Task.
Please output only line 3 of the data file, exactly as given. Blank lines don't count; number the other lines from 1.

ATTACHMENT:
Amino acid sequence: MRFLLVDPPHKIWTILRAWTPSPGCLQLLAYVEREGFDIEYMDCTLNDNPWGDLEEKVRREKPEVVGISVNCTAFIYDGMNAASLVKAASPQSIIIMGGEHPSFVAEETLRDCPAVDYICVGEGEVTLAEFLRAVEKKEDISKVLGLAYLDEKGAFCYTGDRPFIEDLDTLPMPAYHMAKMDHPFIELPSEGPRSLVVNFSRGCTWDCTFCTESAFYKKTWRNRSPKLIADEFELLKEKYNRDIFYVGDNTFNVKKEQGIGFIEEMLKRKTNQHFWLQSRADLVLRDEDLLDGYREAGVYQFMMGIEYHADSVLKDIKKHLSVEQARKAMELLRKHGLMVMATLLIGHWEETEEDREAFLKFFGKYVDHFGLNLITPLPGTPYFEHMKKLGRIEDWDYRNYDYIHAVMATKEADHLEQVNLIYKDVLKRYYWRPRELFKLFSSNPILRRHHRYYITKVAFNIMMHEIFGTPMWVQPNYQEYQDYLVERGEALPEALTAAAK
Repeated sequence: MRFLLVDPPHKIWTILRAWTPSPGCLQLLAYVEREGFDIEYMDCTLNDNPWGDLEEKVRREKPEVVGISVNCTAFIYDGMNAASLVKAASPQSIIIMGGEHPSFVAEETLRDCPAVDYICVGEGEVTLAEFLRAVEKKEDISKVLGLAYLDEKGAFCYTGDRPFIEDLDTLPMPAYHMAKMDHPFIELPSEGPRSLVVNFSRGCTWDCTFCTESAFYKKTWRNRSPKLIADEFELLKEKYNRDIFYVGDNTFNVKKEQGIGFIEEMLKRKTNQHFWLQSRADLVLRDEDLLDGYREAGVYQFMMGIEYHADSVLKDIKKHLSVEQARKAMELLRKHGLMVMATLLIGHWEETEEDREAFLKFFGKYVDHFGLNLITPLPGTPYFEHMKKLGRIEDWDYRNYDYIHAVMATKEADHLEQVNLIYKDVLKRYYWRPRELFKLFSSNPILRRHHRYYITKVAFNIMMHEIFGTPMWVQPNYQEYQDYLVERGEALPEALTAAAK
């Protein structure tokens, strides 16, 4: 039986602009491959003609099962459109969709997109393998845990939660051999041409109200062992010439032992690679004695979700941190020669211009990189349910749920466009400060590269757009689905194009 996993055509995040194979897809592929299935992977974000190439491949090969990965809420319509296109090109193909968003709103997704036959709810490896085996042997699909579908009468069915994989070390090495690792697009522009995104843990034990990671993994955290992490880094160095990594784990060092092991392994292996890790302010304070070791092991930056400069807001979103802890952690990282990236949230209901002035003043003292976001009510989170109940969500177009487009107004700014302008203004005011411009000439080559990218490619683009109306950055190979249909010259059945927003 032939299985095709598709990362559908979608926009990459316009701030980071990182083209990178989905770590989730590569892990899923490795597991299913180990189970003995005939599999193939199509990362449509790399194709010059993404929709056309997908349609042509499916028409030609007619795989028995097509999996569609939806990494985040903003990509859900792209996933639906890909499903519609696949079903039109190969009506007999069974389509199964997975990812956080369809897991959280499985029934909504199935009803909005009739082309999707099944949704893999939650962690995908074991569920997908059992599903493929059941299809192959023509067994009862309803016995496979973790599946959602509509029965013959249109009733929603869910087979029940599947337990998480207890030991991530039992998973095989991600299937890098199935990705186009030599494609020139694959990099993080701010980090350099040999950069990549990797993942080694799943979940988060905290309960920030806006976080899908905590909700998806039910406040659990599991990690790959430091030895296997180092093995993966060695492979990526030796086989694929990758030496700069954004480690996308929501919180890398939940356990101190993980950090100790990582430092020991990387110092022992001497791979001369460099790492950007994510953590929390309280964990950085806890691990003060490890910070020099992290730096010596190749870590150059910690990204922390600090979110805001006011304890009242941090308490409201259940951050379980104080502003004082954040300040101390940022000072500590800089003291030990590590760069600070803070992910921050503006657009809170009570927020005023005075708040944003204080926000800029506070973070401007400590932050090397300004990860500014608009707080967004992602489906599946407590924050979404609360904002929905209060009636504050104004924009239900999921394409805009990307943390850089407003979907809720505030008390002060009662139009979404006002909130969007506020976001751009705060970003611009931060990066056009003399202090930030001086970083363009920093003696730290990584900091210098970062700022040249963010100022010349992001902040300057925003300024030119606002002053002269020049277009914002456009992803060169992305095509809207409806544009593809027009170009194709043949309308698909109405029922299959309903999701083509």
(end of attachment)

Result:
């Protein structure tokens, strides 16, 4: 039986602009491959003609099962459109969709997109393998845990939660051999041409109200062992010439032992690679004695979700941190020669211009990189349910749920466009400060590269757009689905194009 996993055509995040194979897809592929299935992977974000190439491949090969990965809420319509296109090109193909968003709103997704036959709810490896085996042997699909579908009468069915994989070390090495690792697009522009995104843990034990990671993994955290992490880094160095990594784990060092092991392994292996890790302010304070070791092991930056400069807001979103802890952690990282990236949230209901002035003043003292976001009510989170109940969500177009487009107004700014302008203004005011411009000439080559990218490619683009109306950055190979249909010259059945927003 032939299985095709598709990362559908979608926009990459316009701030980071990182083209990178989905770590989730590569892990899923490795597991299913180990189970003995005939599999193939199509990362449509790399194709010059993404929709056309997908349609042509499916028409030609007619795989028995097509999996569609939806990494985040903003990509859900792209996933639906890909499903519609696949079903039109190969009506007999069974389509199964997975990812956080369809897991959280499985029934909504199935009803909005009739082309999707099944949704893999939650962690995908074991569920997908059992599903493929059941299809192959023509067994009862309803016995496979973790599946959602509509029965013959249109009733929603869910087979029940599947337990998480207890030991991530039992998973095989991600299937890098199935990705186009030599494609020139694959990099993080701010980090350099040999950069990549990797993942080694799943979940988060905290309960920030806006976080899908905590909700998806039910406040659990599991990690790959430091030895296997180092093995993966060695492979990526030796086989694929990758030496700069954004480690996308929501919180890398939940356990101190993980950090100790990582430092020991990387110092022992001497791979001369460099790492950007994510953590929390309280964990950085806890691990003060490890910070020099992290730096010596190749870590150059910690990204922390600090979110805001006011304890009242941090308490409201259940951050379980104080502003004082954040300040101390940022000072500590800089003291030990590590760069600070803070992910921050503006657009809170009570927020005023005075708040944003204080926000800029506070973070401007400590932050090397300004990860500014608009707080967004992602489906599946407590924050979404609360904002929905209060009636504050104004924009239900999921394409805009990307943390850089407003979907809720505030008390002060009662139009979404006002909130969007506020976001751009705060970003611009931060990066056009003399202090930030001086970083363009920093003696730290990584900091210098970062700022040249963010100022010349992001902040300057925003300024030119606002002053002269020049277009914002456009992803060169992305095509809207409806544009593809027009170009194709043949309308698909109405029922299959309903999701083509």